While working out the structure of a cell-killing protein produced by some strains of the bacterium Enterococcus faecalis, researchers stumbled on a bit of unusual biochemistry. They found that a single enzyme helps form distinctly different, three-dimensional ring structures in the protein, one of which had never been observed before.
The new findings, reported in Nature Chemical Biology, should help scientists find new ways to target the enterococcal cytolysin protein, a "virulence factor that is associated with acute infection in humans," said University of Illinois chemistry and Institute for Genomic Biology professor Wilfred van der Donk, who conducted the study with graduate student Weixin Tang.
Enterococcus faecalis (EN-ter-oh-cock-us faye-KAY-liss) is a normal microbial inhabitant of the gastrointestinal tracts of humans and other mammals and generally does not harm its host. Some virulent strains, however, produce cytolysin (sigh-toe-LIE-sin), a protein that, once assembled, attacks other microbes and kills mammalian cells.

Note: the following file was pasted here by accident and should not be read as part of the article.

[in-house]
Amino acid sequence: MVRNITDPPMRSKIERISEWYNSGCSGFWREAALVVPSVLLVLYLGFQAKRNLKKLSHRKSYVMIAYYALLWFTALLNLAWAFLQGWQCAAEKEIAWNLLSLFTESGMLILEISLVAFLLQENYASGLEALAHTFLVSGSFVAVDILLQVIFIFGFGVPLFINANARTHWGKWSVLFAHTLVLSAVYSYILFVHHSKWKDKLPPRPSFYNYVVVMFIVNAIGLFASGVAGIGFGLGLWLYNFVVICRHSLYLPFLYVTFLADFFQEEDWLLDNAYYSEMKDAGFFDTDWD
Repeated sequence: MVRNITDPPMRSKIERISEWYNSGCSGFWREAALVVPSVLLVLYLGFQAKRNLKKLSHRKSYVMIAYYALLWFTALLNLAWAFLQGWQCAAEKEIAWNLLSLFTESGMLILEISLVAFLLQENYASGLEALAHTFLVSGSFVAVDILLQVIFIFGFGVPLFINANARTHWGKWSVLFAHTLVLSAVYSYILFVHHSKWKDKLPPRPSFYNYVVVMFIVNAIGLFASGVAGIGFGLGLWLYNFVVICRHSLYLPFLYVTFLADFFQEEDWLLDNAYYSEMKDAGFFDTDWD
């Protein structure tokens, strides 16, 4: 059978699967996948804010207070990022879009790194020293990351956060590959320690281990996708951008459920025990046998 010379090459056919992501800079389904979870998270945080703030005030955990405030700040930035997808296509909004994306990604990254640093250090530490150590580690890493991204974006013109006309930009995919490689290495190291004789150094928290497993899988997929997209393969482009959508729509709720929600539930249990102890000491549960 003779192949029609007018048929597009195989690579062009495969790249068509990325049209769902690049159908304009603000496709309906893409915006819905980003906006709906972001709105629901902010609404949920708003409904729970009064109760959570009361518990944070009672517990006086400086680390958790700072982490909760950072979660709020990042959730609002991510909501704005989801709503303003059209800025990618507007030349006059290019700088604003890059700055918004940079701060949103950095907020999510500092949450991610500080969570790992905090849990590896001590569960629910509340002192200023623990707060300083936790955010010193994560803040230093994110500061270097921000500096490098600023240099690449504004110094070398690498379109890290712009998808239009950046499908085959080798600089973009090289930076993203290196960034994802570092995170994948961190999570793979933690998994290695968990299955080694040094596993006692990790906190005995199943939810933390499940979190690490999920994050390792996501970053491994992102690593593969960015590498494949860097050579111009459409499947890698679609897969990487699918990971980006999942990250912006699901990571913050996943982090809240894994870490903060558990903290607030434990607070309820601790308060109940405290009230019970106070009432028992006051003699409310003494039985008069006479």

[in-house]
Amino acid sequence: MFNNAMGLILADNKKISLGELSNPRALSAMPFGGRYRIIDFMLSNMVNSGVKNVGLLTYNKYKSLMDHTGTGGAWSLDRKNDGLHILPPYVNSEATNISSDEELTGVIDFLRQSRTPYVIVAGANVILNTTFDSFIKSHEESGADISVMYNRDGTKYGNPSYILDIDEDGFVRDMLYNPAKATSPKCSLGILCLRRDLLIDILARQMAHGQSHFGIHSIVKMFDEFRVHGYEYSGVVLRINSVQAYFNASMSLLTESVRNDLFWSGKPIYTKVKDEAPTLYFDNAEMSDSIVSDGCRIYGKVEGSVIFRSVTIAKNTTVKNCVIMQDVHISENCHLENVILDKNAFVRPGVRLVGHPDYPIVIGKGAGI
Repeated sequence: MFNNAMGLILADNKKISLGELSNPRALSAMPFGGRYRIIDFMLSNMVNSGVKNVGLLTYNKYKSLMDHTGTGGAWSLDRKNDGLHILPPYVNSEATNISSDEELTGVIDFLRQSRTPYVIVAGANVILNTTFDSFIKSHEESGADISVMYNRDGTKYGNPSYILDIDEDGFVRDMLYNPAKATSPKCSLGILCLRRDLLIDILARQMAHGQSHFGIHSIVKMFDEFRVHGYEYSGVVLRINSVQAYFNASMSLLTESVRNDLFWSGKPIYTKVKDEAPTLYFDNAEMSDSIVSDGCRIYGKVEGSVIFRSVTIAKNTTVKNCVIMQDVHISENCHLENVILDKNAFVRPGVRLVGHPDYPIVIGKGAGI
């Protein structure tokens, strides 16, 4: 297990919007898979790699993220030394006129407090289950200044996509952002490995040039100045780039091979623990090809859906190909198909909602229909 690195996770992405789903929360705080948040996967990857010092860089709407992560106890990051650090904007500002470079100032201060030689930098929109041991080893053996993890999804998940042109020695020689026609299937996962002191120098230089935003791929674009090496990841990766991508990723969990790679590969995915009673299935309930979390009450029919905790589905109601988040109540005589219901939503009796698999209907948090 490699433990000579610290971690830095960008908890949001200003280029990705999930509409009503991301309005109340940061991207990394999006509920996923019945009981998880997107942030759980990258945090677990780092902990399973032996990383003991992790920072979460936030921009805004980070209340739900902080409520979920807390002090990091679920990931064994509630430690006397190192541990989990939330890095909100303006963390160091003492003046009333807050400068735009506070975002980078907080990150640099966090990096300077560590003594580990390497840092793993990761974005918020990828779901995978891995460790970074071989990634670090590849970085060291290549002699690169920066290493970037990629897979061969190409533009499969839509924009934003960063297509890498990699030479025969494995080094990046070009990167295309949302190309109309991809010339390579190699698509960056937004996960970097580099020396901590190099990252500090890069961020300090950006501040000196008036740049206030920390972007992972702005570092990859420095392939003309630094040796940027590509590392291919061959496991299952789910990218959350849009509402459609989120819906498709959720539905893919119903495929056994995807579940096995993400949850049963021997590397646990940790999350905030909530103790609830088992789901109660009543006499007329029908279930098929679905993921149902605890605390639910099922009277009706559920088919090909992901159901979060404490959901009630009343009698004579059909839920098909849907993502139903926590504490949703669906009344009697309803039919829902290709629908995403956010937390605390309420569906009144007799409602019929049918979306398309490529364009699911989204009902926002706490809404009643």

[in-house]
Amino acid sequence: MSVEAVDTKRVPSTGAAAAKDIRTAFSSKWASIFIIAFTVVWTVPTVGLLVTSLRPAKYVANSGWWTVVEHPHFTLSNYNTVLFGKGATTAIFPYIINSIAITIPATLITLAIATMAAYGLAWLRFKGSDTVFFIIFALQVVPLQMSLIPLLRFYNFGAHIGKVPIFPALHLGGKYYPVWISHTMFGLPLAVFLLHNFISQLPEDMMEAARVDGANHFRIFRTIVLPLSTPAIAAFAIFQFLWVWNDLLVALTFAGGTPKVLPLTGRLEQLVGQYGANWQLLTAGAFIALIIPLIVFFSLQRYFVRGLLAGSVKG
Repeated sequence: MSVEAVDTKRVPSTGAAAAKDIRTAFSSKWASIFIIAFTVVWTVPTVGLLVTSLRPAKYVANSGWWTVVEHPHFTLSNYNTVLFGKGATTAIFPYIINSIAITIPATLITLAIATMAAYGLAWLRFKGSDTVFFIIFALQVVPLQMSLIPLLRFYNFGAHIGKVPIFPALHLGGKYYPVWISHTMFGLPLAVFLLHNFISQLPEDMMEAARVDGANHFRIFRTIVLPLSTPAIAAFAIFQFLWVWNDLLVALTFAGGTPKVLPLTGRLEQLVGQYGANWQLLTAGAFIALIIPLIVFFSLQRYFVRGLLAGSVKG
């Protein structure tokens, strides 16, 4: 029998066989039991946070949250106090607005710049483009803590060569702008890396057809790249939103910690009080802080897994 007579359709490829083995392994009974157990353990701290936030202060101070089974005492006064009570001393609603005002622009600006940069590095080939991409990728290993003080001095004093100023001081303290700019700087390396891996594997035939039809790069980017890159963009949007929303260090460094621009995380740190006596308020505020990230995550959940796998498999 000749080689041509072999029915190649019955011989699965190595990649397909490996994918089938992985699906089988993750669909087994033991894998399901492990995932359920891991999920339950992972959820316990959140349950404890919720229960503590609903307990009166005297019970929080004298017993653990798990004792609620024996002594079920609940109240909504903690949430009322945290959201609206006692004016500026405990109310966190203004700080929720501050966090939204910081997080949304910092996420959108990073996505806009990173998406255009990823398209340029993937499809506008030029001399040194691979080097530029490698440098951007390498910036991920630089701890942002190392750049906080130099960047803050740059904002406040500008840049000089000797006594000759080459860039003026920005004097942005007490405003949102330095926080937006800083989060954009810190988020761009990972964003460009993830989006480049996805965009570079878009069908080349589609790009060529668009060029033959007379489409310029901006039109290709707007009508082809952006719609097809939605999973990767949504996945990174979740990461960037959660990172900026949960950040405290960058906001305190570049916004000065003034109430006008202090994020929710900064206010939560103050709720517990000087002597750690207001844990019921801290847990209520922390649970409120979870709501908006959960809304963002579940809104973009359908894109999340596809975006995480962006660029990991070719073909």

"The cytolysin protein made by Enterococcus faecalis consists of two compounds that have no activity by themselves but when combined kill human cells," van der Donk said. "We know from epidemiological studies that if you are infected with a strain of E. faecalis that has the genes to make cytolysin, you have a significantly higher chance of dying from your infection." E. faecalis contributes to root canal infections, urinary tract infections, endocarditis, meningitis, bacteremia and other infections.
Enterococcal cytolysin belongs to a class of antibiotic proteins, called lantibiotics, which have two or more sulfur-containing ring structures. Scientists had been unable to determine the three-dimensional structure of this cytolysin because the bacterium produces it at very low concentrations. Another problem that has stymied researchers is that the two protein components of cytolysin tend to clump together when put in a lab dish.
Van der Donk and Tang got around these problems by producing the two cytolysin components separately in another bacterium, Escherichia coli (esh-uh-REE-kee-uh KOH-lie), and analyzing them separately.
"The two components are both cyclic peptides, one with three rings and the other with two rings," van der Donk said. "Curiously, a single enzyme makes both compounds."
In a series of experiments, the researchers found that one ring on each of the proteins adopted a (D-L) stereochemistry that is common in lantibiotics (see image, above). But the other rings all had an unusual (L-L) configuration, something van der Donk had never seen before.